I recently finished Hilary Mantel’s “Wolf Hall” and felt utterly frustrated. A historical novel, the book covers 35 years in the life of Thomas Cromwell, the lawyer who became chief minister to King Henry VIII in the mid-1500s. We are introduced to vivid descriptions of Cromwell, his family, the King and everybody who played a vital role in their lives. The novel has been lauded by critics and won prizes. What I appreciate about it is how cleverly Mantel brings us to the sights, sounds and smells of 16th century England; there were times when I read this that I got a truly realistic sense of how Christmas was celebrated in those days, for instance. Ultimately, though, the book is a failure. After 700 pages, I felt like I had learned absolutely nothing and derived very little pleasure from the power games in the court of Henry VIII; focus lies on Cromwell and not the oft-told story of Henry and all his wives, but the British power player remains an enigma. I can only agree with Susan Bassnett, professor of comparative literature at the University of Warwick, who had the following to say about the novel:
High on my list of Really Bad Books are two best-sellers: Dan Brown’s ‘The Da Vinci Code’ and Hilary Mantel’s ‘Wolf Hall’, both of which I rate as dreadfully badly written. Brown wrote to a computer game formula: solve one level and move on to the next, whereas Mantel just wrote and wrote and wrote. I have yet to meet anyone outside the Booker panel who managed to get to the end of this tedious tome. God forbid there might be a sequel, which I fear is on the horizon.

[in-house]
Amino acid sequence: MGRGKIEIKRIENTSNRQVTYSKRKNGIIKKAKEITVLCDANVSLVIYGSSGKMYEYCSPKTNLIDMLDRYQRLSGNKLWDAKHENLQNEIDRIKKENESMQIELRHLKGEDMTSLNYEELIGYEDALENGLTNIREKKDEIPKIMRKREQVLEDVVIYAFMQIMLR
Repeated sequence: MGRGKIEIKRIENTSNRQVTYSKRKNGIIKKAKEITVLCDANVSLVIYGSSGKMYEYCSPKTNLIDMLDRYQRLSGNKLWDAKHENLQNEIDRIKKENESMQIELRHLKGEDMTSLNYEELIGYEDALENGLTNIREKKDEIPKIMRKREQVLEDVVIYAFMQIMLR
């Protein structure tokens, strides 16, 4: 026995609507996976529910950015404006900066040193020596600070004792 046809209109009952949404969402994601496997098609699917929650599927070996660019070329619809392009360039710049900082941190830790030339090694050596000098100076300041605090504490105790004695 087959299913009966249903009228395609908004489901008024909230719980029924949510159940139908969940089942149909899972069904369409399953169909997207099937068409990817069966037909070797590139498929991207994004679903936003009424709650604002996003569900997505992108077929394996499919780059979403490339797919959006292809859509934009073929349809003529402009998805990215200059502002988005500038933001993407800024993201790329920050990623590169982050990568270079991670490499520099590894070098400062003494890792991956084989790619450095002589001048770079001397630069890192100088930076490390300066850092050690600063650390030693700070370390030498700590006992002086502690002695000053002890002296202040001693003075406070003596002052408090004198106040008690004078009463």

Oh, there was a sequel. “Bring Up the Bodies” was published in 2012 and there will be a third part, which I assume, will follow Cromwell to his grave. And next year we’ll see both novels turned into a BBC miniseries, with stage star Mark Rylance as Cromwell and Homeland’s Damian Lewis as Henry VIII. One can’t help but hope for the best; maybe writer Peter Straughan has found a way of condensing Mantel’s babbling approach to the story into a coherent script… but he’d better find a way to make it stand out from The Tudors, and not turn it into an experience as dull as the book. Otherwise, what’s the point?
Apart from The Tudors (2007-2010), Cromwell hasn’t played a major role in previous films and TV projects. After all, it wasn’t until the 1950s when historian Sir Geoffrey Elton began an intense debate regarding Cromwell’s role in government during Henry’s reign that the chief minister came out of obscurity. He did play a role in The Private Life of Henry VIII (1933), one of the most classic films about the king. Leo McKern did him in A Man for All Seasons (1966), obviously as a man of some importance considering his relationship with the film’s protagonist, Thomas More (Paul Scofield). Donald Pleasence also played Cromwell in the British film Henry VIII and His Six Wives (1972).
We have yet to truly get under the skin of the 1st Earl of Essex. Will Rylance and Straughan do the job?
The clip above shows an introduction to “Wolf Hall” produced by the BBC and uploaded to YouTube by the Man Booker Prize folks; the novel won that award in 2009.